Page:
WASHINGTON - As the USS Kearsarge steamed away from the coast of West Africa and headed for the Mediterranean, the sailors and Marines aboard could readily say: "Mission accomplished."
WASHINGTON - Twelve European nations and the United States will participate in the 25th annual Baltic Operations 1997 maritime exercise.
WASHINGTON - Recent sexual misconduct cases represent the exception, not the rule, according to DoD officials.
WASHINGTON - A panel will look into gender-integrated training and a DoD task force will look into DoD policies regarding adultery, fraternization and other privacy issues, Defense Secretary William S. Cohen announced June 7.
WASHINGTON - When Army Capt. Raymond Topp returned from Desert Storm six years ago, he and his wife Stephanie had dreams of starting a family.
WASHINGTON - Getting ready to conduct your two-week annual training? Putting in for a military school you need to get promoted? Or preparing to return to your civilian job after a long-term deployment?
WASHINGTON - Employer problems? The National Committee for Employer Support of the Guard and Reserve has a network of more than 4,300 volunteer ombudsmen. They're trained to act as mediators between reservists and their civilian bosses, and to provide information about civilian job rights.
WASHINGTON - In the Army, Navy and Air Force, men and women recruits train the way they will fight -- together.
WASHINGTON - A new 200-room state-of-the-art hotel featuring first-class accommodation at reasonable prices is now open here at Walter Reed Army Medical Center.
WASHINGTON - Bosnian officials should not take NATO's stabilization forces for granted, according to Great Britain's new defense minister.
FORT WORTH, Texas - A total of 200 reservists from the 301st Fighter Wing took their F-16s and 95 tons of support equipment to Karup, Denmark, for exercise Central Enterprise.
WASHINGTON - Peacekeeping in the former Yugoslavia. Flood relief operations in the Dakotas and Minnesota. Road building and other construction projects in Central America. Aircraft recovery support in the Colorado Rockies.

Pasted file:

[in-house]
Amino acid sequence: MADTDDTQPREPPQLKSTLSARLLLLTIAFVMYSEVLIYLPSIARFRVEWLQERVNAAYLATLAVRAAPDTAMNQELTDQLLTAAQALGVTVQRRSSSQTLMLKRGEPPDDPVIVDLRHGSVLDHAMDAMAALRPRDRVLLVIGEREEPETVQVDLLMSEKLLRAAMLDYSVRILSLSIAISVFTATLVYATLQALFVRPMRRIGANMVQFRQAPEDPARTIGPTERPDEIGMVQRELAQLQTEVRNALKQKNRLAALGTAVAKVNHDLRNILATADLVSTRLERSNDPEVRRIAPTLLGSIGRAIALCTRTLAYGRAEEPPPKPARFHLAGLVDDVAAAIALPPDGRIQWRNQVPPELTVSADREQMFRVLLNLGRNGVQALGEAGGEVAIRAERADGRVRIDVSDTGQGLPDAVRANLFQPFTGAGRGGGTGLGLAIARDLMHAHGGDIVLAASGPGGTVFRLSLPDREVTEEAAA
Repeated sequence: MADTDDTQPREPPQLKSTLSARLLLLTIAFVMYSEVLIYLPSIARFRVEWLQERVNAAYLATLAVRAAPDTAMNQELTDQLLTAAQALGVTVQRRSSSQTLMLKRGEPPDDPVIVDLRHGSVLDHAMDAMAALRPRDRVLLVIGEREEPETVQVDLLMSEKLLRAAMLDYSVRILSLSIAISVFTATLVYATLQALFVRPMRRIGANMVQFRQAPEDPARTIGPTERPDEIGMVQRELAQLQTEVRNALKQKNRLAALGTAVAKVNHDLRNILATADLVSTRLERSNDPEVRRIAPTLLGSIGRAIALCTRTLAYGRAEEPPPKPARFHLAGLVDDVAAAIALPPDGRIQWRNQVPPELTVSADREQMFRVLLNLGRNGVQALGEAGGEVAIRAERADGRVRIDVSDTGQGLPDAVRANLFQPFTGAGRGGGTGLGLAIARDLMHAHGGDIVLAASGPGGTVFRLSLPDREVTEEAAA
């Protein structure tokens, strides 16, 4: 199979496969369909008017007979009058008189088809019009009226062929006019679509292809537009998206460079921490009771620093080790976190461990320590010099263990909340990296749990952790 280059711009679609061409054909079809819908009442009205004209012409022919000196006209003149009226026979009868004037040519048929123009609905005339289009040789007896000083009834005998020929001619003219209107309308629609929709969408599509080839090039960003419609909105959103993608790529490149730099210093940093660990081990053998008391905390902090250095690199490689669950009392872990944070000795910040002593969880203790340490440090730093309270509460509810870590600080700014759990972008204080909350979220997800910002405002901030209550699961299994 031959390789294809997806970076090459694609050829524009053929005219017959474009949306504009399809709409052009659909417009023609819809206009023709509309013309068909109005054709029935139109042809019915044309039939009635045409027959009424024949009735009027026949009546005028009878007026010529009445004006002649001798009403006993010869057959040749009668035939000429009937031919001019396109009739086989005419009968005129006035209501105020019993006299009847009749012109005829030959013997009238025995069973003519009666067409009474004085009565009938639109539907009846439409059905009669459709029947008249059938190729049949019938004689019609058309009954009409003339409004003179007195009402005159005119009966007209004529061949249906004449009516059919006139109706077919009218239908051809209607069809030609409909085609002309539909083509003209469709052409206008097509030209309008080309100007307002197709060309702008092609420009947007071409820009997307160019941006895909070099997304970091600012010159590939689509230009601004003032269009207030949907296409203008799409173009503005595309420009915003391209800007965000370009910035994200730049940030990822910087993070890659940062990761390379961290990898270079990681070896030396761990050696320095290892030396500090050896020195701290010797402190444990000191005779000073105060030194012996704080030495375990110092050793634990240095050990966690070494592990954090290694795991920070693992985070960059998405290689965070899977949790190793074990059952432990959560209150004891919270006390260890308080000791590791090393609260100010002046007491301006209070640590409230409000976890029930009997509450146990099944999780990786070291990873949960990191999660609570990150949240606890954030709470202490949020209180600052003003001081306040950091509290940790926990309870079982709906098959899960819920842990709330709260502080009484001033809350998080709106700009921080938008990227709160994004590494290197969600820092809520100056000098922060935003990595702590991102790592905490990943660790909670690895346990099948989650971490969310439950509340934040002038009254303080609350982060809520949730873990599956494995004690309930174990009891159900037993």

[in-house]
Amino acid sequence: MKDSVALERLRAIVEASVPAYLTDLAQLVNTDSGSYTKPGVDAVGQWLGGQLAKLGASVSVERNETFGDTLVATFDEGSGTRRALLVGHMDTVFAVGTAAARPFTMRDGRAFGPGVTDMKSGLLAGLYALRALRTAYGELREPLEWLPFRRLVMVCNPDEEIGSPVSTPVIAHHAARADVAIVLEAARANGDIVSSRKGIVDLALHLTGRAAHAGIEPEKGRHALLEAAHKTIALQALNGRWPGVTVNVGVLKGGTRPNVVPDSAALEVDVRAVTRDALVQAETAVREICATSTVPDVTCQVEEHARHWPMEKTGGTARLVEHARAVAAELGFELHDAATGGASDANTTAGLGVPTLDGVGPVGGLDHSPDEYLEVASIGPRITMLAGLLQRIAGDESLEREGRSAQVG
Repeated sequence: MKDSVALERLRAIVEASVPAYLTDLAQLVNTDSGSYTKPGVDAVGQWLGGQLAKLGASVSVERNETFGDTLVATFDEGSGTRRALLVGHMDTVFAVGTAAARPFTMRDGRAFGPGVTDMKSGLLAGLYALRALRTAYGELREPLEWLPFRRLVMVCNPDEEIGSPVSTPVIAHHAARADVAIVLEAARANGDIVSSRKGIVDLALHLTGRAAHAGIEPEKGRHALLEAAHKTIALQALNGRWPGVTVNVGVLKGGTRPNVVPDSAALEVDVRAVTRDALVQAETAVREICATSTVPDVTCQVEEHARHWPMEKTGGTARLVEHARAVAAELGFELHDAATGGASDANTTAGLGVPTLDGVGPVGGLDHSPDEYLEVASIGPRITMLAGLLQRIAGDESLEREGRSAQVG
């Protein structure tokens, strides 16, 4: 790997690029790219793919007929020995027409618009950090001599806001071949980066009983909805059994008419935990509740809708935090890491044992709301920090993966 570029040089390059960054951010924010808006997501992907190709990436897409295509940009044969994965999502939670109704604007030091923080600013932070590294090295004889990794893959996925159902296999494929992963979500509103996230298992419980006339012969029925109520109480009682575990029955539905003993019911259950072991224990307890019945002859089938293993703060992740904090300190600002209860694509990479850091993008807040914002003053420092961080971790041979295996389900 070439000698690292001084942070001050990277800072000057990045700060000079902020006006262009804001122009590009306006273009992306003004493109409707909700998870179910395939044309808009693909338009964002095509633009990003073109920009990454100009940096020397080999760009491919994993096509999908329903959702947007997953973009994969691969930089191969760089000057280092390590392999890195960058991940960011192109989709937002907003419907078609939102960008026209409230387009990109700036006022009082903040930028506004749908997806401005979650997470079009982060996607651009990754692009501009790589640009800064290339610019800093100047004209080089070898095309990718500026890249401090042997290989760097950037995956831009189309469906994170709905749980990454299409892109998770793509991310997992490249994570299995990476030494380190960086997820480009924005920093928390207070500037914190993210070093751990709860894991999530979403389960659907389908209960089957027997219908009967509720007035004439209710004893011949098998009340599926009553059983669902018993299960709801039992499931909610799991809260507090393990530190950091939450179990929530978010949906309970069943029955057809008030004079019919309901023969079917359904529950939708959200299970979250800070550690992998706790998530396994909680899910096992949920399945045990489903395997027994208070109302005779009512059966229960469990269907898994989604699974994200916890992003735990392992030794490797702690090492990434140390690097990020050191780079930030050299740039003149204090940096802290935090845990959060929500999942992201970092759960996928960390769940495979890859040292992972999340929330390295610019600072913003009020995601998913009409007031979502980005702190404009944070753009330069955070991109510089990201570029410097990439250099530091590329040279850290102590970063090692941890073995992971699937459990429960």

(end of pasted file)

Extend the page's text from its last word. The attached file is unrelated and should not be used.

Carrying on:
WASHINGTON - "We are living in a world in which increasingly our future is interdependent with other nations, and we must work with them all across the globe," President Clinton recently told U.S. Military Academy graduates.
WASHINGTON - DoD will expand a demonstration project in an effort to enhance the quality and professionalism of the acquisition work force.
WASHINGTON - A case narrative on exposure to chemical agents by U.S. troops in the Gulf War and the first edition of a newsletter on Gulf War illnesses reached the Internet in May.
WASHINGTON - A computer training device has saved the Air Force $18 million so far; a critical, new signal processor linking helicopters and ships cut Navy costs $5 million; and a better way to heat field rations saved DoD $2 million.
WASHINGTON - Fifty-four people whose ideas saved DoD $143 million, received 1997 secretary of defense productivity excellence awards May 21 at the Pentagon.
WASHINGTON - U.S. forces evacuated 1,200 people May 30 and 31 from Sierra Leone's capital, Freetown, after a military coup left the security situation in the West African nation uncertain, DoD officials said.
WASHINGTON - For half a century, Central and Eastern Europe were forbidden lands rarely visited by Americans. With the collapse of the Soviet Union, freedom and democracy swept through the former communist bloc. The Czech Republic, Hungary, Poland and others are now rejoining the Western world, seeking prosperity, stability and security.
U.S., Canadian Military Doctors Give Medical Care to Belizeans